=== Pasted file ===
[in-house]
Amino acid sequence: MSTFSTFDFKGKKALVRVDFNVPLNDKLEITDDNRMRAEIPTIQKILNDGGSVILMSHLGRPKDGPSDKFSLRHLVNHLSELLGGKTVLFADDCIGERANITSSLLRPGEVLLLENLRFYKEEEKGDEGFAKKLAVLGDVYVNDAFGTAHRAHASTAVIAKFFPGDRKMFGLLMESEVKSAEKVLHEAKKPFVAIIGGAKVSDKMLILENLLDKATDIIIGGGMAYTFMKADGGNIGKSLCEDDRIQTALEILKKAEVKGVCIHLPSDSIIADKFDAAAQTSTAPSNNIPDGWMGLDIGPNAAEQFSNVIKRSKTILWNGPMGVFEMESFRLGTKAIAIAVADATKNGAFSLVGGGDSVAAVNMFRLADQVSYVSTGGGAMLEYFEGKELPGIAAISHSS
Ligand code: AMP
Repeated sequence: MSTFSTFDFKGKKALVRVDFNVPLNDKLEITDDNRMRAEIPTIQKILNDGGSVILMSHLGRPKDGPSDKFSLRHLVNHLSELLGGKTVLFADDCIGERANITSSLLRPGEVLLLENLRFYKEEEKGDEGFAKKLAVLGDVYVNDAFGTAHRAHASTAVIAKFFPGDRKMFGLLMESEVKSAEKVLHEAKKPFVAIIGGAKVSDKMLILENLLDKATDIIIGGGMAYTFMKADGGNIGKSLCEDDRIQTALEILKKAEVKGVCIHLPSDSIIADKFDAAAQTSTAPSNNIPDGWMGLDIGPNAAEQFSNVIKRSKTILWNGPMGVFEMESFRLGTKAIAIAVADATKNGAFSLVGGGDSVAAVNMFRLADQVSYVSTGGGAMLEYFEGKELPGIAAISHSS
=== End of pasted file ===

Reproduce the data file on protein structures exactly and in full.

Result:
[in-house]
Amino acid sequence: MSTFSTFDFKGKKALVRVDFNVPLNDKLEITDDNRMRAEIPTIQKILNDGGSVILMSHLGRPKDGPSDKFSLRHLVNHLSELLGGKTVLFADDCIGERANITSSLLRPGEVLLLENLRFYKEEEKGDEGFAKKLAVLGDVYVNDAFGTAHRAHASTAVIAKFFPGDRKMFGLLMESEVKSAEKVLHEAKKPFVAIIGGAKVSDKMLILENLLDKATDIIIGGGMAYTFMKADGGNIGKSLCEDDRIQTALEILKKAEVKGVCIHLPSDSIIADKFDAAAQTSTAPSNNIPDGWMGLDIGPNAAEQFSNVIKRSKTILWNGPMGVFEMESFRLGTKAIAIAVADATKNGAFSLVGGGDSVAAVNMFRLADQVSYVSTGGGAMLEYFEGKELPGIAAISHSS
Ligand code: AMP
Repeated sequence: MSTFSTFDFKGKKALVRVDFNVPLNDKLEITDDNRMRAEIPTIQKILNDGGSVILMSHLGRPKDGPSDKFSLRHLVNHLSELLGGKTVLFADDCIGERANITSSLLRPGEVLLLENLRFYKEEEKGDEGFAKKLAVLGDVYVNDAFGTAHRAHASTAVIAKFFPGDRKMFGLLMESEVKSAEKVLHEAKKPFVAIIGGAKVSDKMLILENLLDKATDIIIGGGMAYTFMKADGGNIGKSLCEDDRIQTALEILKKAEVKGVCIHLPSDSIIADKFDAAAQTSTAPSNNIPDGWMGLDIGPNAAEQFSNVIKRSKTILWNGPMGVFEMESFRLGTKAIAIAVADATKNGAFSLVGGGDSVAAVNMFRLADQVSYVSTGGGAMLEYFEGKELPGIAAISHSS